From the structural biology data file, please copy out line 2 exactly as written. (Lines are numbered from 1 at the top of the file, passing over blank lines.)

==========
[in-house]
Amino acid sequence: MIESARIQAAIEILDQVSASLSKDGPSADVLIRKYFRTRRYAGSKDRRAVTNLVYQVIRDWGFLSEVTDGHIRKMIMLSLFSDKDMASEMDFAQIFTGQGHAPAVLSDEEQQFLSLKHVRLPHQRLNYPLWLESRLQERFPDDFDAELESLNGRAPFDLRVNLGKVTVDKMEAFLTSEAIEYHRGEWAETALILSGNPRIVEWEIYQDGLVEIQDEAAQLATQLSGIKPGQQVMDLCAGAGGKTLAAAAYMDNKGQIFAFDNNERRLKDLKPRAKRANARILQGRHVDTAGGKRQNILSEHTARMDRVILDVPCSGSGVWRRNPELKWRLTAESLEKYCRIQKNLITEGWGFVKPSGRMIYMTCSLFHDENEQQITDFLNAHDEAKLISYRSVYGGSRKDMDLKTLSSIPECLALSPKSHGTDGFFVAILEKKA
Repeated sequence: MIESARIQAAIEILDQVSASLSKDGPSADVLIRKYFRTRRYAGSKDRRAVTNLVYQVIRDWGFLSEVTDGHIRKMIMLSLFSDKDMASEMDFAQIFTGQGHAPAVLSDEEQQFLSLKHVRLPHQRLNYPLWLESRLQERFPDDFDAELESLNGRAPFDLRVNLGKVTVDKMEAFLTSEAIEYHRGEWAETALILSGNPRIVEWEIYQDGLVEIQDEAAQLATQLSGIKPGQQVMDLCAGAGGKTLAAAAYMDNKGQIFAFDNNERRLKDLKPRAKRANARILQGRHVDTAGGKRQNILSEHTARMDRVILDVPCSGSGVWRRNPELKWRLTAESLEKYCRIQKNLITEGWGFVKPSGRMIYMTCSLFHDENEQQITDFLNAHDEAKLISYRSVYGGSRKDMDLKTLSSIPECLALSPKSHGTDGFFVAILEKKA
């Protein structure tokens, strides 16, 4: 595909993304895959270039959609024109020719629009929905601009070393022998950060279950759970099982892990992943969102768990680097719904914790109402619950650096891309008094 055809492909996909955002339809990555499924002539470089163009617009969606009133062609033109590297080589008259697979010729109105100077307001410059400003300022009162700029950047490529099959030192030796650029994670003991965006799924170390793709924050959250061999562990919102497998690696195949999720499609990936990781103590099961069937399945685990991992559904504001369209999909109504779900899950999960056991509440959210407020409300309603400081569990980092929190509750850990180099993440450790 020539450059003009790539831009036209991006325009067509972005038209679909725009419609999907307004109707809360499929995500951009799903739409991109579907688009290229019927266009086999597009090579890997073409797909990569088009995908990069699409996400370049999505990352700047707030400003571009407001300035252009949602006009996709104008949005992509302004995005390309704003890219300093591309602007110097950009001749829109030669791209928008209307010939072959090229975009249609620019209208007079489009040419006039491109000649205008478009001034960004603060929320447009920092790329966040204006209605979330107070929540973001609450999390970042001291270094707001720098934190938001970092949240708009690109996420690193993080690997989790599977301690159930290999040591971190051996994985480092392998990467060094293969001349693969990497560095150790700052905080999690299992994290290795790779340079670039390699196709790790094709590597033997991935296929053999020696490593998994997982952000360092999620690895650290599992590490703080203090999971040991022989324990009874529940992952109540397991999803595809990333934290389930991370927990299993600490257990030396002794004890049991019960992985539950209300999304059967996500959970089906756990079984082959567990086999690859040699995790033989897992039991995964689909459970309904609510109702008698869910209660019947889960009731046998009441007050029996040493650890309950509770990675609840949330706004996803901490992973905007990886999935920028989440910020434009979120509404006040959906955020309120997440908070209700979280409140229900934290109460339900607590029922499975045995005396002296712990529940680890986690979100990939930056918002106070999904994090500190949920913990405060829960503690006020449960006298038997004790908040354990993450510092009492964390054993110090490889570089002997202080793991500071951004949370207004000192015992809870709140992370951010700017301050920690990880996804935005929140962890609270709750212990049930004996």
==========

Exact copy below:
Amino acid sequence: MIESARIQAAIEILDQVSASLSKDGPSADVLIRKYFRTRRYAGSKDRRAVTNLVYQVIRDWGFLSEVTDGHIRKMIMLSLFSDKDMASEMDFAQIFTGQGHAPAVLSDEEQQFLSLKHVRLPHQRLNYPLWLESRLQERFPDDFDAELESLNGRAPFDLRVNLGKVTVDKMEAFLTSEAIEYHRGEWAETALILSGNPRIVEWEIYQDGLVEIQDEAAQLATQLSGIKPGQQVMDLCAGAGGKTLAAAAYMDNKGQIFAFDNNERRLKDLKPRAKRANARILQGRHVDTAGGKRQNILSEHTARMDRVILDVPCSGSGVWRRNPELKWRLTAESLEKYCRIQKNLITEGWGFVKPSGRMIYMTCSLFHDENEQQITDFLNAHDEAKLISYRSVYGGSRKDMDLKTLSSIPECLALSPKSHGTDGFFVAILEKKA